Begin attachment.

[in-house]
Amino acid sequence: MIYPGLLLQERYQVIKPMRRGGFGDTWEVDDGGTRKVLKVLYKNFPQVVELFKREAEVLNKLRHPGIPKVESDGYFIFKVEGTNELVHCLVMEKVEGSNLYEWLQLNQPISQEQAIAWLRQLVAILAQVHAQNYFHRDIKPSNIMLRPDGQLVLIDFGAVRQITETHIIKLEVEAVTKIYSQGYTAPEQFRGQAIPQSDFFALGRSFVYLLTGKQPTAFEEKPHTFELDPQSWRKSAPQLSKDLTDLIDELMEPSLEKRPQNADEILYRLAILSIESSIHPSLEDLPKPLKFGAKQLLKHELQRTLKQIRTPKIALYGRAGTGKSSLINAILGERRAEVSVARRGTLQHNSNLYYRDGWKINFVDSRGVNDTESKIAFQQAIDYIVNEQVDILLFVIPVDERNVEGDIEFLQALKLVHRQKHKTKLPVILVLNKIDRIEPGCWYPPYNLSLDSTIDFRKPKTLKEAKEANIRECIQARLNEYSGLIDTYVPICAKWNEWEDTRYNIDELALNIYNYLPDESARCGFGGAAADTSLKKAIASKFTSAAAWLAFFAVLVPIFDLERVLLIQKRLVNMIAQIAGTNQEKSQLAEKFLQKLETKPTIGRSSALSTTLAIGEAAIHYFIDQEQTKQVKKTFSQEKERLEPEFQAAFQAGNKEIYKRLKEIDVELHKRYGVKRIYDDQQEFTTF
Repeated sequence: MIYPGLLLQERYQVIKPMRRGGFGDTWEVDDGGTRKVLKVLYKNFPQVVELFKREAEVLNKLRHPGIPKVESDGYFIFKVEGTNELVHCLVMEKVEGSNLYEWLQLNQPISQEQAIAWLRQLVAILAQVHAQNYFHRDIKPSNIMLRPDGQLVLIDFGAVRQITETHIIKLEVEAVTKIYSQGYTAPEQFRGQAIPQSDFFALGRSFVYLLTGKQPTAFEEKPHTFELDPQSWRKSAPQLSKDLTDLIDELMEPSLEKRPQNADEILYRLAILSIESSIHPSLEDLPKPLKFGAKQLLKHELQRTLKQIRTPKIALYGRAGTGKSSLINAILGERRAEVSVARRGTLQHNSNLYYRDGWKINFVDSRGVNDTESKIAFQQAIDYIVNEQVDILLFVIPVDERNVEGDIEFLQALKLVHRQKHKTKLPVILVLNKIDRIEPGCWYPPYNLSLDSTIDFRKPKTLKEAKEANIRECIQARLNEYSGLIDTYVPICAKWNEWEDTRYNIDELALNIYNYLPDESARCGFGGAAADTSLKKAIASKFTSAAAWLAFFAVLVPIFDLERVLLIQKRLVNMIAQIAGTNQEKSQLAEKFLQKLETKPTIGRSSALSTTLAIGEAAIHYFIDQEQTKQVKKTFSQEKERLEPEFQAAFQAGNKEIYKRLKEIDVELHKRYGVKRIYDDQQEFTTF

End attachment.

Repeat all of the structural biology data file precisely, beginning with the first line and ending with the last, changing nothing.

[in-house]
Amino acid sequence: MIYPGLLLQERYQVIKPMRRGGFGDTWEVDDGGTRKVLKVLYKNFPQVVELFKREAEVLNKLRHPGIPKVESDGYFIFKVEGTNELVHCLVMEKVEGSNLYEWLQLNQPISQEQAIAWLRQLVAILAQVHAQNYFHRDIKPSNIMLRPDGQLVLIDFGAVRQITETHIIKLEVEAVTKIYSQGYTAPEQFRGQAIPQSDFFALGRSFVYLLTGKQPTAFEEKPHTFELDPQSWRKSAPQLSKDLTDLIDELMEPSLEKRPQNADEILYRLAILSIESSIHPSLEDLPKPLKFGAKQLLKHELQRTLKQIRTPKIALYGRAGTGKSSLINAILGERRAEVSVARRGTLQHNSNLYYRDGWKINFVDSRGVNDTESKIAFQQAIDYIVNEQVDILLFVIPVDERNVEGDIEFLQALKLVHRQKHKTKLPVILVLNKIDRIEPGCWYPPYNLSLDSTIDFRKPKTLKEAKEANIRECIQARLNEYSGLIDTYVPICAKWNEWEDTRYNIDELALNIYNYLPDESARCGFGGAAADTSLKKAIASKFTSAAAWLAFFAVLVPIFDLERVLLIQKRLVNMIAQIAGTNQEKSQLAEKFLQKLETKPTIGRSSALSTTLAIGEAAIHYFIDQEQTKQVKKTFSQEKERLEPEFQAAFQAGNKEIYKRLKEIDVELHKRYGVKRIYDDQQEFTTF
Repeated sequence: MIYPGLLLQERYQVIKPMRRGGFGDTWEVDDGGTRKVLKVLYKNFPQVVELFKREAEVLNKLRHPGIPKVESDGYFIFKVEGTNELVHCLVMEKVEGSNLYEWLQLNQPISQEQAIAWLRQLVAILAQVHAQNYFHRDIKPSNIMLRPDGQLVLIDFGAVRQITETHIIKLEVEAVTKIYSQGYTAPEQFRGQAIPQSDFFALGRSFVYLLTGKQPTAFEEKPHTFELDPQSWRKSAPQLSKDLTDLIDELMEPSLEKRPQNADEILYRLAILSIESSIHPSLEDLPKPLKFGAKQLLKHELQRTLKQIRTPKIALYGRAGTGKSSLINAILGERRAEVSVARRGTLQHNSNLYYRDGWKINFVDSRGVNDTESKIAFQQAIDYIVNEQVDILLFVIPVDERNVEGDIEFLQALKLVHRQKHKTKLPVILVLNKIDRIEPGCWYPPYNLSLDSTIDFRKPKTLKEAKEANIRECIQARLNEYSGLIDTYVPICAKWNEWEDTRYNIDELALNIYNYLPDESARCGFGGAAADTSLKKAIASKFTSAAAWLAFFAVLVPIFDLERVLLIQKRLVNMIAQIAGTNQEKSQLAEKFLQKLETKPTIGRSSALSTTLAIGEAAIHYFIDQEQTKQVKKTFSQEKERLEPEFQAAFQAGNKEIYKRLKEIDVELHKRYGVKRIYDDQQEFTTF